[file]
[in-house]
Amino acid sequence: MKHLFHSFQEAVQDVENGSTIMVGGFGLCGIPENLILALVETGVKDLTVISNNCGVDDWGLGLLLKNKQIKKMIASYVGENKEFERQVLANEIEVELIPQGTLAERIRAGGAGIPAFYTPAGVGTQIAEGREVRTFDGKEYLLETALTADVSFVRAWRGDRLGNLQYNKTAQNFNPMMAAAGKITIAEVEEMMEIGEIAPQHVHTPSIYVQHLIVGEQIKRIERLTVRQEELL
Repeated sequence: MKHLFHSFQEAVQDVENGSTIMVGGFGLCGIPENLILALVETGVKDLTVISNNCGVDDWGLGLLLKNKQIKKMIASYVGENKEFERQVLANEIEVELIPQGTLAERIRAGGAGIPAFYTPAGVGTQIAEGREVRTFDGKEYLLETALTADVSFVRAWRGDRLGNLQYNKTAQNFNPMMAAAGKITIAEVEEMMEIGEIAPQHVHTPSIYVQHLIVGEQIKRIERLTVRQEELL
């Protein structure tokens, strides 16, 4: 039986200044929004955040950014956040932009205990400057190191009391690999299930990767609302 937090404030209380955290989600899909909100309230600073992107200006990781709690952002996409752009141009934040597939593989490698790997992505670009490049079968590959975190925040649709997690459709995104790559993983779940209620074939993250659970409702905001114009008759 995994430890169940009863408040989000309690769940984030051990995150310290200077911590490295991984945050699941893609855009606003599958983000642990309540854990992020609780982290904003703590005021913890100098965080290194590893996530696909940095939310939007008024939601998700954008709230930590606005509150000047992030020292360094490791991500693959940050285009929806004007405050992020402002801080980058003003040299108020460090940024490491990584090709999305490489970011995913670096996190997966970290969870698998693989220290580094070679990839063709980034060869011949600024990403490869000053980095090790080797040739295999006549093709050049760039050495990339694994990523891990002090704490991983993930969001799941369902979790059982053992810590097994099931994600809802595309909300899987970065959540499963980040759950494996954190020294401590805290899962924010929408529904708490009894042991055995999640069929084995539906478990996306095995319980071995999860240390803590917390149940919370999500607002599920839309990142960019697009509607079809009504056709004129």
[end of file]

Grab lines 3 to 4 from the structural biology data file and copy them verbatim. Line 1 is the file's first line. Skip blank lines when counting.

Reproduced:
Repeated sequence: MKHLFHSFQEAVQDVENGSTIMVGGFGLCGIPENLILALVETGVKDLTVISNNCGVDDWGLGLLLKNKQIKKMIASYVGENKEFERQVLANEIEVELIPQGTLAERIRAGGAGIPAFYTPAGVGTQIAEGREVRTFDGKEYLLETALTADVSFVRAWRGDRLGNLQYNKTAQNFNPMMAAAGKITIAEVEEMMEIGEIAPQHVHTPSIYVQHLIVGEQIKRIERLTVRQEELL
């Protein structure tokens, strides 16, 4: 039986200044929004955040950014956040932009205990400057190191009391690999299930990767609302 937090404030209380955290989600899909909100309230600073992107200006990781709690952002996409752009141009934040597939593989490698790997992505670009490049079968590959975190925040649709997690459709995104790559993983779940209620074939993250659970409702905001114009008759 995994430890169940009863408040989000309690769940984030051990995150310290200077911590490295991984945050699941893609855009606003599958983000642990309540854990992020609780982290904003703590005021913890100098965080290194590893996530696909940095939310939007008024939601998700954008709230930590606005509150000047992030020292360094490791991500693959940050285009929806004007405050992020402002801080980058003003040299108020460090940024490491990584090709999305490489970011995913670096996190997966970290969870698998693989220290580094070679990839063709980034060869011949600024990403490869000053980095090790080797040739295999006549093709050049760039050495990339694994990523891990002090704490991983993930969001799941369902979790059982053992810590097994099931994600809802595309909300899987970065959540499963980040759950494996954190020294401590805290899962924010929408529904708490009894042991055995999640069929084995539906478990996306095995319980071995999860240390803590917390149940919370999500607002599920839309990142960019697009509607079809009504056709004129």